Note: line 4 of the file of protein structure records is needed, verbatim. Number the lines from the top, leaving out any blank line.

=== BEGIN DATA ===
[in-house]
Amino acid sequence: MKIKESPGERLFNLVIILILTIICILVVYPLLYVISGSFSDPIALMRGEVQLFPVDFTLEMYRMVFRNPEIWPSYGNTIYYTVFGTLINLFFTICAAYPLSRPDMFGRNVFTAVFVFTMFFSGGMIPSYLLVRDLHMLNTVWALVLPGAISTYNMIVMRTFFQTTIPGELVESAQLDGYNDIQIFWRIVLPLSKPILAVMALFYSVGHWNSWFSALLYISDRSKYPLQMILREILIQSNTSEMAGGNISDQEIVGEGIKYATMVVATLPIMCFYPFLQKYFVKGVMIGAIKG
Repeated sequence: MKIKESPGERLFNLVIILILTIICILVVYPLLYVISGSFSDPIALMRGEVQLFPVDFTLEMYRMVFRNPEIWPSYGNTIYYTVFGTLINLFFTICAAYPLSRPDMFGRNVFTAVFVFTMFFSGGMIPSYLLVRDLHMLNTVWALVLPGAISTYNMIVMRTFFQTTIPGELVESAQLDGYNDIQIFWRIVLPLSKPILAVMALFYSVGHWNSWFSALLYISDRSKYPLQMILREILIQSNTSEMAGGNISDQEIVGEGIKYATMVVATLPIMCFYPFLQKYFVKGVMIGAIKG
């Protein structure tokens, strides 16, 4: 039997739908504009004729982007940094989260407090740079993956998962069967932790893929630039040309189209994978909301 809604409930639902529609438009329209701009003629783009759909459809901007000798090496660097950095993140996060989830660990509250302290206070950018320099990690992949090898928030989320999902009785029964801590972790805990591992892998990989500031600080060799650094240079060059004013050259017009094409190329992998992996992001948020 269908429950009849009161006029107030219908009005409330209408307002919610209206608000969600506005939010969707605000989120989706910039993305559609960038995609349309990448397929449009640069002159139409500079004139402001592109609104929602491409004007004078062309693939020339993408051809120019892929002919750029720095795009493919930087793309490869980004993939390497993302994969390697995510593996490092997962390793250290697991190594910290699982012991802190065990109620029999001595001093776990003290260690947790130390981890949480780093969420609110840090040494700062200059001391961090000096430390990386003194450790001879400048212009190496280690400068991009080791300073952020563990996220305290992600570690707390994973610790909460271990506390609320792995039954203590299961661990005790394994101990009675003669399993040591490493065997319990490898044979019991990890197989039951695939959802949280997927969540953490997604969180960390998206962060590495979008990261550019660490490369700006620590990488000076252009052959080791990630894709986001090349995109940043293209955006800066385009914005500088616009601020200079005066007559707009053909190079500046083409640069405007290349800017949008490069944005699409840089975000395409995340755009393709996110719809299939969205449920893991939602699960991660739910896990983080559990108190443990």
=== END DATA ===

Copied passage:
């Protein structure tokens, strides 16, 4: 039997739908504009004729982007940094989260407090740079993956998962069967932790893929630039040309189209994978909301 809604409930639902529609438009329209701009003629783009759909459809901007000798090496660097950095993140996060989830660990509250302290206070950018320099990690992949090898928030989320999902009785029964801590972790805990591992892998990989500031600080060799650094240079060059004013050259017009094409190329992998992996992001948020 269908429950009849009161006029107030219908009005409330209408307002919610209206608000969600506005939010969707605000989120989706910039993305559609960038995609349309990448397929449009640069002159139409500079004139402001592109609104929602491409004007004078062309693939020339993408051809120019892929002919750029720095795009493919930087793309490869980004993939390497993302994969390697995510593996490092997962390793250290697991190594910290699982012991802190065990109620029999001595001093776990003290260690947790130390981890949480780093969420609110840090040494700062200059001391961090000096430390990386003194450790001879400048212009190496280690400068991009080791300073952020563990996220305290992600570690707390994973610790909460271990506390609320792995039954203590299961661990005790394994101990009675003669399993040591490493065997319990490898044979019991990890197989039951695939959802949280997927969540953490997604969180960390998206962060590495979008990261550019660490490369700006620590990488000076252009052959080791990630894709986001090349995109940043293209955006800066385009914005500088616009601020200079005066007559707009053909190079500046083409640069405007290349800017949008490069944005699409840089975000395409995340755009393709996110719809299939969205449920893991939602699960991660739910896990983080559990108190443990």